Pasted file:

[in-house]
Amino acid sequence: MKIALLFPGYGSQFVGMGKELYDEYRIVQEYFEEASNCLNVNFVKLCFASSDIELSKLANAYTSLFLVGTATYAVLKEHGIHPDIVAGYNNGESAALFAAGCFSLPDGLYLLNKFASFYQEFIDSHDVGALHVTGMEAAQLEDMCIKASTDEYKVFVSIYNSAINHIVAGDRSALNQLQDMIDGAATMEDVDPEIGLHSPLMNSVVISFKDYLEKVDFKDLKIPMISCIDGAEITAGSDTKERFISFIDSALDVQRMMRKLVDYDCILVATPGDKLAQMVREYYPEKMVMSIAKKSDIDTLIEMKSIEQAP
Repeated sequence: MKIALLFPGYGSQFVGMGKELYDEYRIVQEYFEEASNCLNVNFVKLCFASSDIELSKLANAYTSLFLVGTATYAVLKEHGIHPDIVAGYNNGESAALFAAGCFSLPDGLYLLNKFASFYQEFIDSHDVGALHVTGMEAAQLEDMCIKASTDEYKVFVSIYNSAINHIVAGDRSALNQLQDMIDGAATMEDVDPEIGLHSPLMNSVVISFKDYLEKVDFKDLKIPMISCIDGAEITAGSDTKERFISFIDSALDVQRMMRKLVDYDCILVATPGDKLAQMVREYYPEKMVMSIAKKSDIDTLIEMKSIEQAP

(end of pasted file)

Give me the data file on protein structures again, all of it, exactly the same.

[in-house]
Amino acid sequence: MKIALLFPGYGSQFVGMGKELYDEYRIVQEYFEEASNCLNVNFVKLCFASSDIELSKLANAYTSLFLVGTATYAVLKEHGIHPDIVAGYNNGESAALFAAGCFSLPDGLYLLNKFASFYQEFIDSHDVGALHVTGMEAAQLEDMCIKASTDEYKVFVSIYNSAINHIVAGDRSALNQLQDMIDGAATMEDVDPEIGLHSPLMNSVVISFKDYLEKVDFKDLKIPMISCIDGAEITAGSDTKERFISFIDSALDVQRMMRKLVDYDCILVATPGDKLAQMVREYYPEKMVMSIAKKSDIDTLIEMKSIEQAP
Repeated sequence: MKIALLFPGYGSQFVGMGKELYDEYRIVQEYFEEASNCLNVNFVKLCFASSDIELSKLANAYTSLFLVGTATYAVLKEHGIHPDIVAGYNNGESAALFAAGCFSLPDGLYLLNKFASFYQEFIDSHDVGALHVTGMEAAQLEDMCIKASTDEYKVFVSIYNSAINHIVAGDRSALNQLQDMIDGAATMEDVDPEIGLHSPLMNSVVISFKDYLEKVDFKDLKIPMISCIDGAEITAGSDTKERFISFIDSALDVQRMMRKLVDYDCILVATPGDKLAQMVREYYPEKMVMSIAKKSDIDTLIEMKSIEQAP